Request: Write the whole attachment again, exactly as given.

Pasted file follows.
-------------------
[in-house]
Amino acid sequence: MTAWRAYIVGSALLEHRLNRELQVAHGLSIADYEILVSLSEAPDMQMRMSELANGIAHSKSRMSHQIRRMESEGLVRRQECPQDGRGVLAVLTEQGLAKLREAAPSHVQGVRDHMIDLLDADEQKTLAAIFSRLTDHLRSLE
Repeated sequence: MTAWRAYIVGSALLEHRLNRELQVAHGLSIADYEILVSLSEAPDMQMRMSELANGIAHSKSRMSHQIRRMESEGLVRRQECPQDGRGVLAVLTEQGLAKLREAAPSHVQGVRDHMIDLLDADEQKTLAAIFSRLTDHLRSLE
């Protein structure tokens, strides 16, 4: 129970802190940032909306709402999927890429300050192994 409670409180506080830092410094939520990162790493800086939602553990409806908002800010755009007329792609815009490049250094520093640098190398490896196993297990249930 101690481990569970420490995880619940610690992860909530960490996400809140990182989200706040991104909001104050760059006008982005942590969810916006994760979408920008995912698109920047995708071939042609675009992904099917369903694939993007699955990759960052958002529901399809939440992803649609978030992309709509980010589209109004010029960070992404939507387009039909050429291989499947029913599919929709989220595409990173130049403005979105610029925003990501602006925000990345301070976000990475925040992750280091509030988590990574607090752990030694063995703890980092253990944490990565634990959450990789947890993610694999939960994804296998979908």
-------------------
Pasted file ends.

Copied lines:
[in-house]
Amino acid sequence: MTAWRAYIVGSALLEHRLNRELQVAHGLSIADYEILVSLSEAPDMQMRMSELANGIAHSKSRMSHQIRRMESEGLVRRQECPQDGRGVLAVLTEQGLAKLREAAPSHVQGVRDHMIDLLDADEQKTLAAIFSRLTDHLRSLE
Repeated sequence: MTAWRAYIVGSALLEHRLNRELQVAHGLSIADYEILVSLSEAPDMQMRMSELANGIAHSKSRMSHQIRRMESEGLVRRQECPQDGRGVLAVLTEQGLAKLREAAPSHVQGVRDHMIDLLDADEQKTLAAIFSRLTDHLRSLE
């Protein structure tokens, strides 16, 4: 129970802190940032909306709402999927890429300050192994 409670409180506080830092410094939520990162790493800086939602553990409806908002800010755009007329792609815009490049250094520093640098190398490896196993297990249930 101690481990569970420490995880619940610690992860909530960490996400809140990182989200706040991104909001104050760059006008982005942590969810916006994760979408920008995912698109920047995708071939042609675009992904099917369903694939993007699955990759960052958002529901399809939440992803649609978030992309709509980010589209109004010029960070992404939507387009039909050429291989499947029913599919929709989220595409990173130049403005979105610029925003990501602006925000990345301070976000990475925040992750280091509030988590990574607090752990030694063995703890980092253990944490990565634990959450990789947890993610694999939960994804296998979908």